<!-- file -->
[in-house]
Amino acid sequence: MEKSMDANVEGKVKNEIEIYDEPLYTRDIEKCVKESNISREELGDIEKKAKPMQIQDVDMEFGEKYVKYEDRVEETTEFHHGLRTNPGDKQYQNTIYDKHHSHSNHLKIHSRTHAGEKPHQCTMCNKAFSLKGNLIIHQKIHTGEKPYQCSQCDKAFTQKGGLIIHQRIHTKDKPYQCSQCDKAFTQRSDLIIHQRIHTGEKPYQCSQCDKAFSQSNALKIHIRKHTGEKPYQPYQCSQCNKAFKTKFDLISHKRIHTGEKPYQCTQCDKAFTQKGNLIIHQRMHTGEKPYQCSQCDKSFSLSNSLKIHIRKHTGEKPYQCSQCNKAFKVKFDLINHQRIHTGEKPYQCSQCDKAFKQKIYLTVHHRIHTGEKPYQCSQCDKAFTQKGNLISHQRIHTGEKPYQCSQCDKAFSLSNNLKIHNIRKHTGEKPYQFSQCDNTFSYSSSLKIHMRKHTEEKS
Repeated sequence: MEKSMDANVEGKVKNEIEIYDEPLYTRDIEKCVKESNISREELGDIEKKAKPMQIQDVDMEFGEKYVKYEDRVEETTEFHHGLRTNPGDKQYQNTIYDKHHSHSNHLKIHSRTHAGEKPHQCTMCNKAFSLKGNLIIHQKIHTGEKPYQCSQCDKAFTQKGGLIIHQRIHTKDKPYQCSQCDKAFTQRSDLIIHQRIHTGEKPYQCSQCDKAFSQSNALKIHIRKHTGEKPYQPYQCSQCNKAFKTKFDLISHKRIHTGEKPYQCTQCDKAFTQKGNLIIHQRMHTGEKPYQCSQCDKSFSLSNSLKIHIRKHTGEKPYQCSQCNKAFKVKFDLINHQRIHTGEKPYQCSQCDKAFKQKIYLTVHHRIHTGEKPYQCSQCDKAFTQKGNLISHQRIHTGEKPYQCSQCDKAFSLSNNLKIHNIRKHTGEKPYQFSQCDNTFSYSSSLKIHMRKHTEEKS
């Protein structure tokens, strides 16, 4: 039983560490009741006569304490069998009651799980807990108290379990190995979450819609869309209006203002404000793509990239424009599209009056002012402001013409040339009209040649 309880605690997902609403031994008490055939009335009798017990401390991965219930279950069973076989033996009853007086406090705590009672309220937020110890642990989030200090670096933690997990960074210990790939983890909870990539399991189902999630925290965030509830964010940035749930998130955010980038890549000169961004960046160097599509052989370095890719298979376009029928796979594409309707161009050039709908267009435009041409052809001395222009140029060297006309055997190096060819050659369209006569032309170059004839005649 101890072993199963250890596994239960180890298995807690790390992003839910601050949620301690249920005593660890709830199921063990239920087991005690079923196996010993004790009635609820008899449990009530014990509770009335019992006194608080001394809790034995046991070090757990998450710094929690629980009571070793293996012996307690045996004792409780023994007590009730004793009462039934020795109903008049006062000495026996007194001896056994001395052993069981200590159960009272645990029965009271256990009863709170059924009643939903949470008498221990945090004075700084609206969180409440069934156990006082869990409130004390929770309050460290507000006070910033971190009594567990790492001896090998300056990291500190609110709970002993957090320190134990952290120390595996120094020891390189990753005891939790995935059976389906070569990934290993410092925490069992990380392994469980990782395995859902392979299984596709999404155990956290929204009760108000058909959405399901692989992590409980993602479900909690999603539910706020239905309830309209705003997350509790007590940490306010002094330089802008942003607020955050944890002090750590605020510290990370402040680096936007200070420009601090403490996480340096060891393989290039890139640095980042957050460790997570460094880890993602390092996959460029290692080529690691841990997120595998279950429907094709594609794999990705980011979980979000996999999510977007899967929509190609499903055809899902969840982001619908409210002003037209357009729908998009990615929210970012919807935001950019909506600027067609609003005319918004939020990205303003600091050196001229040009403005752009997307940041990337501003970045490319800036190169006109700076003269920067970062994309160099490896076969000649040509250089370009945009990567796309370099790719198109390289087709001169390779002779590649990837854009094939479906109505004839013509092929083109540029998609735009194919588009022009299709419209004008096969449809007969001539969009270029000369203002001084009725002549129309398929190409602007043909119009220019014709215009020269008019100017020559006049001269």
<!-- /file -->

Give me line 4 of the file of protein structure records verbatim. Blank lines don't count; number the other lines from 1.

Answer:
């Protein structure tokens, strides 16, 4: 039983560490009741006569304490069998009651799980807990108290379990190995979450819609869309209006203002404000793509990239424009599209009056002012402001013409040339009209040649 309880605690997902609403031994008490055939009335009798017990401390991965219930279950069973076989033996009853007086406090705590009672309220937020110890642990989030200090670096933690997990960074210990790939983890909870990539399991189902999630925290965030509830964010940035749930998130955010980038890549000169961004960046160097599509052989370095890719298979376009029928796979594409309707161009050039709908267009435009041409052809001395222009140029060297006309055997190096060819050659369209006569032309170059004839005649 101890072993199963250890596994239960180890298995807690790390992003839910601050949620301690249920005593660890709830199921063990239920087991005690079923196996010993004790009635609820008899449990009530014990509770009335019992006194608080001394809790034995046991070090757990998450710094929690629980009571070793293996012996307690045996004792409780023994007590009730004793009462039934020795109903008049006062000495026996007194001896056994001395052993069981200590159960009272645990029965009271256990009863709170059924009643939903949470008498221990945090004075700084609206969180409440069934156990006082869990409130004390929770309050460290507000006070910033971190009594567990790492001896090998300056990291500190609110709970002993957090320190134990952290120390595996120094020891390189990753005891939790995935059976389906070569990934290993410092925490069992990380392994469980990782395995859902392979299984596709999404155990956290929204009760108000058909959405399901692989992590409980993602479900909690999603539910706020239905309830309209705003997350509790007590940490306010002094330089802008942003607020955050944890002090750590605020510290990370402040680096936007200070420009601090403490996480340096060891393989290039890139640095980042957050460790997570460094880890993602390092996959460029290692080529690691841990997120595998279950429907094709594609794999990705980011979980979000996999999510977007899967929509190609499903055809899902969840982001619908409210002003037209357009729908998009990615929210970012919807935001950019909506600027067609609003005319918004939020990205303003600091050196001229040009403005752009997307940041990337501003970045490319800036190169006109700076003269920067970062994309160099490896076969000649040509250089370009945009990567796309370099790719198109390289087709001169390779002779590649990837854009094939479906109505004839013509092929083109540029998609735009194919588009022009299709419209004008096969449809007969001539969009270029000369203002001084009725002549129309398929190409602007043909119009220019014709215009020269008019100017020559006049001269």